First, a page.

Family · June 30, 2022

Back-to-School Shopping in the Age of Inflation

Back-to-school shopping in the age of 8.6% inflation may seem daunting, but don't fret just yet. The good news is that school-related supplies haven't been the most heavily affected by rampant price hikes. They've increased 2.56% over the past year as the effects of inflation have become more apparent, while essentials like food, housing and auto sales have risen by an average of 10%.

The return to in-person learning is one factor that's driving an increase in spending. From 2020 to 2021, planned back-to-school spending per household increased by roughly $60, bringing the average total spent to $850 per household. Between backpacks, books, clothes and shoes, these essentials can get expensive. To keep costs down the next time you're back-to-school shopping, consider these tips.

1 See what supplies you already have

Before buying the entire student and classroom supply wish list, take inventory of what you already have. Maybe you have an extra container of disinfectant wipes that you can donate, or perhaps your kids didn't use up all of their notebooks, pencils and glue sticks from last school year. Supplies like binders and folders can also be reused, as long as they're in decent condition.

2 Clean out your closets

Encourage your kids to go through their closets and remove anything they no longer use. You can then sell the unwanted clothing at a consignment shop or through an online marketplace and pocket some cash to use toward their new wardrobe. Note that if your consignment income exceeds $600, you'll have to report your earnings on a 1099-MISC form when filing your tax return next year. If you choose to donate items to a thrift store, you may be able to claim the value of your donation as a tax deduction as long as you save your receipt.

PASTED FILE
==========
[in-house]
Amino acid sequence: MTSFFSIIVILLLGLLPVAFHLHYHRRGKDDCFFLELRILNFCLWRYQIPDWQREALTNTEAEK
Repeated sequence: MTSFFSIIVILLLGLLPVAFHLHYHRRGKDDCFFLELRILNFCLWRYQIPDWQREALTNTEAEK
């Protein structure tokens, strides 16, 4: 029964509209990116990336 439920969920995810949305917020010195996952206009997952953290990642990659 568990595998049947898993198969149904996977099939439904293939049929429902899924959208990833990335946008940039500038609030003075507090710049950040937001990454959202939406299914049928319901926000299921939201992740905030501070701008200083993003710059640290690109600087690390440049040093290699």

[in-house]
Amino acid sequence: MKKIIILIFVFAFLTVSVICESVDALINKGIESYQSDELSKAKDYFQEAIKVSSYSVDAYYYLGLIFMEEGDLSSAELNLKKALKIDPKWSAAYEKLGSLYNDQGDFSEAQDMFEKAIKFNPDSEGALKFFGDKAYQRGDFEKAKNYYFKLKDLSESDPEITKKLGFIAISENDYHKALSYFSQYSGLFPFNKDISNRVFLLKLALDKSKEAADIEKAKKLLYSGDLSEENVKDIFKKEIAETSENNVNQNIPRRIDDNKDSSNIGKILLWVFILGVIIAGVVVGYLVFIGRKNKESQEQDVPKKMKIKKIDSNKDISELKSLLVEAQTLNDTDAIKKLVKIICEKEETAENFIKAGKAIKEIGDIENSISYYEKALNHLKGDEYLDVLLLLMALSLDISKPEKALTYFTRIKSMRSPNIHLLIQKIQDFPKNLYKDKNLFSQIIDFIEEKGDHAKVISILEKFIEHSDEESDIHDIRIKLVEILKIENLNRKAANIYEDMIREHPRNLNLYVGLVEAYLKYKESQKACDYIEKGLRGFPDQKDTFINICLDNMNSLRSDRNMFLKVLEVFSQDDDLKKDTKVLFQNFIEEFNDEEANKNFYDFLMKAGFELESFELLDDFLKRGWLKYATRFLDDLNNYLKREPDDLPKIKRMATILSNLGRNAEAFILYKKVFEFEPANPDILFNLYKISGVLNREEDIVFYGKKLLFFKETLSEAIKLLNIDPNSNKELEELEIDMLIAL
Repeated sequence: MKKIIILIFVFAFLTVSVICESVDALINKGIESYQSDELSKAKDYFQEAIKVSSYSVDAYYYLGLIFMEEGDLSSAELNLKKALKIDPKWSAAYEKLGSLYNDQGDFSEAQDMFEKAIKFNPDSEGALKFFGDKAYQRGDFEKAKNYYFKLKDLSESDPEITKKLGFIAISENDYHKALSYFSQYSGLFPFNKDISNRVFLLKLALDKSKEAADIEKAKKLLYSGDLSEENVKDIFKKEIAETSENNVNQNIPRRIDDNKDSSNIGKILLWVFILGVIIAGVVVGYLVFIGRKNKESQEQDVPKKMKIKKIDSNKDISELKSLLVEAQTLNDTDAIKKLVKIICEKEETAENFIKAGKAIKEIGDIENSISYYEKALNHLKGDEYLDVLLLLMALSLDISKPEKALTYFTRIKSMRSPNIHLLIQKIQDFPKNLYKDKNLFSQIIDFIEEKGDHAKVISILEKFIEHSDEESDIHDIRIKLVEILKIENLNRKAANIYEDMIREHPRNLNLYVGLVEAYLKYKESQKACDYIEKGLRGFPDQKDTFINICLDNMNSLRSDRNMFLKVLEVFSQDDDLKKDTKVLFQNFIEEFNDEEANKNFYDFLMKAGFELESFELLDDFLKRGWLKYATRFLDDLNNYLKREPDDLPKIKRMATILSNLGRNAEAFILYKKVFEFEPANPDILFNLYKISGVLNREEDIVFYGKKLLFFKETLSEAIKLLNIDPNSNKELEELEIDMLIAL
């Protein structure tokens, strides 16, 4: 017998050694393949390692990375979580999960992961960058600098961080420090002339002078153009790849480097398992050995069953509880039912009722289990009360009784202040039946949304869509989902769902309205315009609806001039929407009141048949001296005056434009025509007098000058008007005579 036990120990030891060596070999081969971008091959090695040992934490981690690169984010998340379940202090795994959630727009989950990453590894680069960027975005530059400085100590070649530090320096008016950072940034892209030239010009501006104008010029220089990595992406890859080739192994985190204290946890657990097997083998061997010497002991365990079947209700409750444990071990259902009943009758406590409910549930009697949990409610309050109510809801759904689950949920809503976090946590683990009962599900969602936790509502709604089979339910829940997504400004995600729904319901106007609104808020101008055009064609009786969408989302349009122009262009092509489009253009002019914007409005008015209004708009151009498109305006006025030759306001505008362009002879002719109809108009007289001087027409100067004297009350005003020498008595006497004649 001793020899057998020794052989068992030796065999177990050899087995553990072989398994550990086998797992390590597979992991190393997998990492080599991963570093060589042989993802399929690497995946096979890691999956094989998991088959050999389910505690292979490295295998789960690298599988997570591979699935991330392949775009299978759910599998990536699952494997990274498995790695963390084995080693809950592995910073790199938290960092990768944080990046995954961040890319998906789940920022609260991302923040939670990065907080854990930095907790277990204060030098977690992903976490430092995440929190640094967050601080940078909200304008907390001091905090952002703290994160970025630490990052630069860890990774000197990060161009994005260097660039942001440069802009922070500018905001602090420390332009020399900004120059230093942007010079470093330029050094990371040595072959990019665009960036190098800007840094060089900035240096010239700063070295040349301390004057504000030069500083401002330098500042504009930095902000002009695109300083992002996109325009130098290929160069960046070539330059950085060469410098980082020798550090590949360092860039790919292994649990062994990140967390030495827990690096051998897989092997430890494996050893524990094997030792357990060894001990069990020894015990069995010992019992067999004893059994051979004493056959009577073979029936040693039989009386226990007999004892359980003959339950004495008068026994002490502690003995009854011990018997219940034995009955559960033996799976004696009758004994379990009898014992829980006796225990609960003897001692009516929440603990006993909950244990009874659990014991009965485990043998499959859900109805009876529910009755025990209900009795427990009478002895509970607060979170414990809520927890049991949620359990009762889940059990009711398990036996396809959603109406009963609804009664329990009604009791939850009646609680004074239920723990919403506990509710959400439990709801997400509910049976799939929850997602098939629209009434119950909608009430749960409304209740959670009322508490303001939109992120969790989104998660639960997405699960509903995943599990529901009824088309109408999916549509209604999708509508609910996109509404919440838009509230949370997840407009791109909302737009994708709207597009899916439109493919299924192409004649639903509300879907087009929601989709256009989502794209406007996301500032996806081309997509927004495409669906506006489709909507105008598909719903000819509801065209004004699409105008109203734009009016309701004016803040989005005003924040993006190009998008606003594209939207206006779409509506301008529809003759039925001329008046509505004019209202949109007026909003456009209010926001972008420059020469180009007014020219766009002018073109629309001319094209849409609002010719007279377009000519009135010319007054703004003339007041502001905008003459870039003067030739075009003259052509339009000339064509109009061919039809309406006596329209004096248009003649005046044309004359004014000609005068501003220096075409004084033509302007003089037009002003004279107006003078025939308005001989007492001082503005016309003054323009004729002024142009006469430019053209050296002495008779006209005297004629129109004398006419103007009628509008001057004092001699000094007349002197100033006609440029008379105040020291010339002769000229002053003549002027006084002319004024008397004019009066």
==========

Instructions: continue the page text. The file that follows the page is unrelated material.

3 Shop for discounts

While dropping off donations, see what the consignment store or thrift shop has to offer. Consider buying big-ticket items like coats, shoes, jeans and backpacks at these heavily discounted locations. Also keep an eye out for sales at local retailers, as well as area yard sales. If you do all the shopping, your kids won't even notice that their new-to-them jeans came at a price that won't break the bank.

4 Take advantage of sales tax holidays

Some states have days in which sales tax is reduced or eliminated on certain categories of items. These holidays often include back-to-school expenses. See if yours is one of the states with sales tax holidays.

5 Shop as early as possible

Do your best to get a head start on your child's supply list. It's estimated that 70% of people plan to start shopping at least 3 weeks prior to the first day of school, which may lead to empty shelves sooner than you'd expect. With supply chain issues in mind, try to purchase items sooner rather than later. This way, you can focus on the must-haves first, get other materials little by little and ease financial worries by spacing out your purchases.

Remember that it's OK to say no to your children if they're asking for everything new. They don't need a new backpack or lunchbox every year. Instead, challenge them to take care of the things you worked hard to buy so they can withstand the test of time.


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